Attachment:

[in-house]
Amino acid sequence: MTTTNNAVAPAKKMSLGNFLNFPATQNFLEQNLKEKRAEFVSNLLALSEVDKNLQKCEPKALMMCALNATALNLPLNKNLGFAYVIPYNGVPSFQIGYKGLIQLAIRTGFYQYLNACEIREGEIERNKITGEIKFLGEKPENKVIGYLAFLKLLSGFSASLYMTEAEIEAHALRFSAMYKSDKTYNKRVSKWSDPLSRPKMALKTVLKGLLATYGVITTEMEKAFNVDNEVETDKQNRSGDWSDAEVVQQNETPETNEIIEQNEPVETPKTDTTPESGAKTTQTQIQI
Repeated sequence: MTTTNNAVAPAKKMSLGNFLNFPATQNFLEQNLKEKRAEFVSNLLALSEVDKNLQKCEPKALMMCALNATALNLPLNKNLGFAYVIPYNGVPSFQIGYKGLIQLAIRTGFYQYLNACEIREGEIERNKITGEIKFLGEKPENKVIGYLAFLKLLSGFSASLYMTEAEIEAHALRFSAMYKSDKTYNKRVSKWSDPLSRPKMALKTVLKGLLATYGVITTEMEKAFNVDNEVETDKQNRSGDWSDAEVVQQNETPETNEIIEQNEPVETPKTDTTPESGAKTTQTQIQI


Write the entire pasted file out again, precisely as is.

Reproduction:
[in-house]
Amino acid sequence: MTTTNNAVAPAKKMSLGNFLNFPATQNFLEQNLKEKRAEFVSNLLALSEVDKNLQKCEPKALMMCALNATALNLPLNKNLGFAYVIPYNGVPSFQIGYKGLIQLAIRTGFYQYLNACEIREGEIERNKITGEIKFLGEKPENKVIGYLAFLKLLSGFSASLYMTEAEIEAHALRFSAMYKSDKTYNKRVSKWSDPLSRPKMALKTVLKGLLATYGVITTEMEKAFNVDNEVETDKQNRSGDWSDAEVVQQNETPETNEIIEQNEPVETPKTDTTPESGAKTTQTQIQI
Repeated sequence: MTTTNNAVAPAKKMSLGNFLNFPATQNFLEQNLKEKRAEFVSNLLALSEVDKNLQKCEPKALMMCALNATALNLPLNKNLGFAYVIPYNGVPSFQIGYKGLIQLAIRTGFYQYLNACEIREGEIERNKITGEIKFLGEKPENKVIGYLAFLKLLSGFSASLYMTEAEIEAHALRFSAMYKSDKTYNKRVSKWSDPLSRPKMALKTVLKGLLATYGVITTEMEKAFNVDNEVETDKQNRSGDWSDAEVVQQNETPETNEIIEQNEPVETPKTDTTPESGAKTTQTQIQI